Diopters - Close-up Lenses:
The terms are often interchanged, but, correctly they are called 'diopters'. While they can be purchased singly, I feel it best to purchase a set with varying strengths as it gives a great deal of flexibility in their use. The picture to the right is of a set of 3 Hoya diopters in strengths +1, +2, and +5 - while it's not apparent from the photograph, there is optical glass inside the rings. .These lenses, essentially like filters, are varying in strengths and effectively are the same as used in eyeglasses to correct far-sightedness. In this case, the allow the lens to properly focus at a closer distance than would otherwise be possible. The numbers express the fraction of a meter that you should be away from the subject - so a +2 diopter should allow you to get about 1/2 meter from the subject. The diopters may be "stacked" one onto another to add up to various strengths - using the whole set as displayed above would add to +7 - 1/7 of a meter distance - theoretically. In practice the actual distance may vary a good bit.
If you only have one lens, diopters can be the lease expensive way to get into close-ups as they are relatively inexpensive. However, if you have multiple lenses with differing filter sizes, you'll need diopters to equal the filter sizes. I use mine on both a 50mm lens (52mm filter) and 80-210mm lens (58mm filter size) by having a set of 58mm diopters and a step-up ring so I can mount the 58mm diopters on the ring and the ring to the 52mm threads of the 50mm lens.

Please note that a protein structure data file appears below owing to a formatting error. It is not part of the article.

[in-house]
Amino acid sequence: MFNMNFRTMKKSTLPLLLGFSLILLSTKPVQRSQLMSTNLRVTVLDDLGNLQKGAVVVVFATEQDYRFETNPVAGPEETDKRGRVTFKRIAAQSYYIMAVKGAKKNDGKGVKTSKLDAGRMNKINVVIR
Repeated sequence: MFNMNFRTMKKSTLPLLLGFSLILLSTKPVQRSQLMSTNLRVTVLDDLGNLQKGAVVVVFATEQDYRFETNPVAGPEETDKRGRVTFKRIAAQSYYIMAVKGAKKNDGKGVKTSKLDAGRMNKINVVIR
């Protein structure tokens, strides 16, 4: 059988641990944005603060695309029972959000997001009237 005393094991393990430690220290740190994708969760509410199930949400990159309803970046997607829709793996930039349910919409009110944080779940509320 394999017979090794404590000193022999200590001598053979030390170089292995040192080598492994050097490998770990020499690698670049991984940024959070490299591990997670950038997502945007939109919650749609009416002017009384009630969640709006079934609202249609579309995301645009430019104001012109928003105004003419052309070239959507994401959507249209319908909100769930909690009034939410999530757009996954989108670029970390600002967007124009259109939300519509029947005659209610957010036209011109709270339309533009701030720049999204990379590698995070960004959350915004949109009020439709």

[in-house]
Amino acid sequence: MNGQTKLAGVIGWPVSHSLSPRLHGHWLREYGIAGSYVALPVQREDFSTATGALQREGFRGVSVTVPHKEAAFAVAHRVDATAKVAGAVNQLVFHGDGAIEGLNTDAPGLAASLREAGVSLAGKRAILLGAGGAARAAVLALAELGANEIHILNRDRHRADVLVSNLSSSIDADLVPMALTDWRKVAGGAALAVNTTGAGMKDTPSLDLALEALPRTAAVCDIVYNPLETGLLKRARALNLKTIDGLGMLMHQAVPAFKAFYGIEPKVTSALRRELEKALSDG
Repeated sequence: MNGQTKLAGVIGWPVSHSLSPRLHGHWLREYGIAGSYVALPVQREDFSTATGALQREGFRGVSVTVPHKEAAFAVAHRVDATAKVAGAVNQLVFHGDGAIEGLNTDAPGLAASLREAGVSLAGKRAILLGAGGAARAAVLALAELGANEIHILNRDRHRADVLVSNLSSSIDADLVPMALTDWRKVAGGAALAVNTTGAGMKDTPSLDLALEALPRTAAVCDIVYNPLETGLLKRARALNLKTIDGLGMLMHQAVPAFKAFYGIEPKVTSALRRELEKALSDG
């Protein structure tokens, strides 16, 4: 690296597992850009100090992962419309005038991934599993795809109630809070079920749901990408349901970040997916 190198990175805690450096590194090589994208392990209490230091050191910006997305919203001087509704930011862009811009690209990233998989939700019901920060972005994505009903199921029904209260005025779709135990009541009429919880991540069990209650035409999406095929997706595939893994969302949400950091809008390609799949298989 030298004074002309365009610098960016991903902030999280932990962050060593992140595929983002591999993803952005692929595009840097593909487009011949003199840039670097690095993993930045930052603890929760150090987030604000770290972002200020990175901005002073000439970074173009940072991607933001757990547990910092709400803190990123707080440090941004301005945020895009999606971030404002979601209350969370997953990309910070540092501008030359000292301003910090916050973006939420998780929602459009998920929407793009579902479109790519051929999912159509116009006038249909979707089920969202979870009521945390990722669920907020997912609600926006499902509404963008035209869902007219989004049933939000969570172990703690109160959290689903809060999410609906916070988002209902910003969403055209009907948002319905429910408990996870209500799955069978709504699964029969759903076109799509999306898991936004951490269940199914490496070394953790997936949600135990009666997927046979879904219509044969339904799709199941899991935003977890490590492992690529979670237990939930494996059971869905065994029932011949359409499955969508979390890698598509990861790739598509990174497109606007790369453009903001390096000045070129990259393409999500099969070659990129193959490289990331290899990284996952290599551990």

Generally, I believe extension tubes perform anywhere from equally to much better - depending on circumstances. But, diopters are a lot quicker and handier if you're going to do much switching around between normal and close-up shots. I use both tubes and diopters, depending on the circumstances.
The following pictures show the effects of using diopters.
The following equipment is used: Canon EOS 10D Camera, Canon EF 50mm f/1.8 lens, Canon 80-210mm macro/zoom lens, Hoya diopter set - +1, +2, and +4. A dime was placed on white felt and continuous lighting was used for illumination. The pictures are taken with the camera handheld. The depth of field can get very shallow on these close up shots so it is very easy to get a portion of the image somewhat out of focus. Generally, when diopters are "stacked" the larger number diopter should attach to the lens and the next smaller one added to it, etc.
Theoretically, AutoFocus will work with diopters. As a practical matter, I found it works OK with the 50mm lens, but with the 80-210 after getting past the +1 or +2 diopter manual focus is a must. The diopter allows the lens to focus closer to the subject than it otherwise would. Some of the pictures below are VERY close to the subject; theoretically, the 50mm lens used should focus as close as 18 inches; in practice I was less than 2" with some of the combinations below.
NOTE: The Canon EOS 10D is a digital SLR camera. Since the chip which the light strikes is somewhat smaller than 35mm film would be, the effect "magnifies" the effective focal length of any lens used. In the case of the 10D the effect is 1.6x - so a 100mm lens becomes, effectively, a 160mm lens on this camera. Most digital SLRs have the same effect and generally are about 1.5x. Other than the "multiplier", the same enlargement effect holds true whether you are using film or digital, though.
Diopters, just as extension tubes, significantly decrease the depth of field. All of the photos below were shot freehand (as opposed to focusing very carefully on a tripod) and that works most of the time, but for extreme close-ups, it can be tedious.